Friday 18 September 2015

Why I Like The Age Of Sigmar

I’m enjoying the Age Of Sigmar. It’s been a breath of fresh air for our group, and, like my chaos Dwarfs, it’s seen many old projects come out from the cupboards of hobby shame and onto the battlefield. We’ve all been talking about new projects and the wild possibilities of the new system (An army of Giants? Why not? Empire pegasus knights? Sure! Chaos undead? Yes, please!)

Now, to put it mildly, AoS has also come in for some serious criticism, and this has gotten me thinking why it works for us. This isn’t attempt to change the doubters’ minds or answer their legitimate concerns; it’s just an attempt to set my own thoughts straight and work out what I want from the game in the future. I can’t speak for the rest of the group, but I’m sure they’ll chime in if they want!  

Dancing Is Encouraged

I aspire to have my games play out as a moving diorama where the whole story isn’t know at the start. I’m not interested in proving that I’m a better player than my opponent, nor am I interested in finding the most efficient or flexible army. The rules, the dice and all that are just to help, for the want of a better term, develop a narrative. This approach needs co-operation between players. It needs to be treated not as win-at-all-costs sporting competition but as a dance with a partner. Sure, war-games are different from a dance in that there can be a winner but this should just be seen as the final destination of the game, like the final position in a dance, not the raison d'etre for it. You don’t win a dance. You dance because it’s fun and can be beautiful. 

From this perspective a couple of the reasons AoS has been canned so roundly on-line are not important. The lack of points and the lack of balance that supposedly creates isn’t a big issue because if you are co-operating with the other player there is not the need for two evenly matched forces; you can change things as you go or set up a scenario where relative power isn’t the key to the outcome.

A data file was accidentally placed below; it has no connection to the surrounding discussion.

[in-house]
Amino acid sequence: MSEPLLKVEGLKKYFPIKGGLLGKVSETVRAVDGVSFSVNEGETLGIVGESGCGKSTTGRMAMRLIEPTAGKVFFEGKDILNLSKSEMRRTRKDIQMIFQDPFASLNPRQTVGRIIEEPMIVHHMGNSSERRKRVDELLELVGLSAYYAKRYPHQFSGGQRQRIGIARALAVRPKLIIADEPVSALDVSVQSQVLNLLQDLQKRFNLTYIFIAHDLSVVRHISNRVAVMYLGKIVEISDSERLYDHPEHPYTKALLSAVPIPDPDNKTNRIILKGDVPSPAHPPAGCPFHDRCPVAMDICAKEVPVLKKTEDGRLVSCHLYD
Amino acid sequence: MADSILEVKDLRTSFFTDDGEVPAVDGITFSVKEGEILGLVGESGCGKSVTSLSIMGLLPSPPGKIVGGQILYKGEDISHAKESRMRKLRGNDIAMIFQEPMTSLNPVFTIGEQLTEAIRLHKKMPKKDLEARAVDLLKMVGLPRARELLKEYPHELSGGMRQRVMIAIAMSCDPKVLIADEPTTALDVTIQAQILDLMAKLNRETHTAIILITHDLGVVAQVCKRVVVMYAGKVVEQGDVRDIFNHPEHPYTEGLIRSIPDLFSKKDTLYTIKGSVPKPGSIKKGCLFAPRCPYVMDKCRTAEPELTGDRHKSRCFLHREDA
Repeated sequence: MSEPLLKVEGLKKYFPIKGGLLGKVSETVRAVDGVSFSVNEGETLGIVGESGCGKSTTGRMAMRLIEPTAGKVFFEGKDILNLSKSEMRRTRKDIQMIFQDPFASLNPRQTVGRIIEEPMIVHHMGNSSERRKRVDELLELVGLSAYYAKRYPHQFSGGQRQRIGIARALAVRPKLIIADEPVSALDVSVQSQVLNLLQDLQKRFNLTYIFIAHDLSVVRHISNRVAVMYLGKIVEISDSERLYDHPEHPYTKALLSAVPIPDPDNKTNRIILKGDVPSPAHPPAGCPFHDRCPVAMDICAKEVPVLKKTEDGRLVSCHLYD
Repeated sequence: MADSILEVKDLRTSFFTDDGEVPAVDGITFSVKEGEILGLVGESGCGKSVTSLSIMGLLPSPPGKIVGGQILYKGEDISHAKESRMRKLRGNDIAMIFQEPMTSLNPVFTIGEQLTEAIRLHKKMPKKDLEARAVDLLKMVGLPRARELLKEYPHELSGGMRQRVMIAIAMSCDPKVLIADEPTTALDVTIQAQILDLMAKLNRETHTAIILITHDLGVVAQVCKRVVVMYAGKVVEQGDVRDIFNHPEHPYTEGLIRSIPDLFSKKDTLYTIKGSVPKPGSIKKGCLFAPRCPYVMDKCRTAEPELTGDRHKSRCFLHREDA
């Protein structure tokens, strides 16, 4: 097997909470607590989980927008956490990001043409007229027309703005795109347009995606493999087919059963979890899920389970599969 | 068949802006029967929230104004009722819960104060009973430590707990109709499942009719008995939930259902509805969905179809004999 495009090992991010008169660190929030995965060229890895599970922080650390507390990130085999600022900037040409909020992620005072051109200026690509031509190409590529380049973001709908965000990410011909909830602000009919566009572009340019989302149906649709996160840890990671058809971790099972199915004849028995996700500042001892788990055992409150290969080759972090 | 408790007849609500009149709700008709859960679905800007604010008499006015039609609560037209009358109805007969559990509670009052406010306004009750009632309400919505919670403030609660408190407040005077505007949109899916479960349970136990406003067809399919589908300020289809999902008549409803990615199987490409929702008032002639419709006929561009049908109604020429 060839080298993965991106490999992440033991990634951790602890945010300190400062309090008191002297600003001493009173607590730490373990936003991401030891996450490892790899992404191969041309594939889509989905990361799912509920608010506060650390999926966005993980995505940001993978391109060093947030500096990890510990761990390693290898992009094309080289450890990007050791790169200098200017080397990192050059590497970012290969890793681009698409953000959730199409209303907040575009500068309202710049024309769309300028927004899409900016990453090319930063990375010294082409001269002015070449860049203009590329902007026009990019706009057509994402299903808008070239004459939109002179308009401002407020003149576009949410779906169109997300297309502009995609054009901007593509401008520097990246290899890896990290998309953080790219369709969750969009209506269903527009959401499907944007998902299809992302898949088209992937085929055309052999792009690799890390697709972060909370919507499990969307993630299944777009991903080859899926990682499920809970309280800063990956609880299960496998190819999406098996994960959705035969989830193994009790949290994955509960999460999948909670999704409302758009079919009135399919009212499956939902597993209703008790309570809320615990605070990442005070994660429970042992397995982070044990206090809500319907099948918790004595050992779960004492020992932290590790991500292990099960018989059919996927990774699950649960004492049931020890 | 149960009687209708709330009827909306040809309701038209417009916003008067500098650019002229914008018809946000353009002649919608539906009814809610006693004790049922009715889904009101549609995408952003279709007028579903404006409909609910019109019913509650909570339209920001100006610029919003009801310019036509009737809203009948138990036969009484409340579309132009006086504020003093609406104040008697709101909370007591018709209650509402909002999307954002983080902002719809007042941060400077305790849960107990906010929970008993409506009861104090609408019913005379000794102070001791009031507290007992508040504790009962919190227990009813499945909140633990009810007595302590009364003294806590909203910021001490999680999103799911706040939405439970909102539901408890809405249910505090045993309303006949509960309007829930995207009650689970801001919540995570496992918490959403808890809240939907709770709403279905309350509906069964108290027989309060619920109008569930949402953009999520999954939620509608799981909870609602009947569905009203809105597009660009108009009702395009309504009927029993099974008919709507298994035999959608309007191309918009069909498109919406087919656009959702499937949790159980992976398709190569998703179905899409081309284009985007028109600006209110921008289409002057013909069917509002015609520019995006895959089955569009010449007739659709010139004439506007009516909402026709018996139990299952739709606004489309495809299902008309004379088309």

Thinking about it I’ve decided that points have been a crutch for most of us for too long. With points we’ve felt that we could just throw two even pointed armies on the table, play “until you kill ‘em all” as a “scenario” and think that both players would have a satisfactory experience. This isn’t true though. We’ve all played games with points were, once we see the other players army, we know we can’t win and it will not be a fun couple of hours rolling dice. Having “even” points let us feel that crushing our opponent was ok because they had just as much chance to win and have fun as we did. Taking points away makes people think about how to set up their games and what they want out of them again, and it should lead to better experiences for those that embrace it. 

After having said that, there is a place for points systems, competitive play and army lists, it’s just that is should not be the default way of playing. One of the exciting thing of having no points system given to us from on high is the possibility of different comp systems for different events. We are already seeing this with points based systems like the UK Independent Pool and wounds based ones like Clash Of Empires. It all adds variety to the game and means that things stay fresh.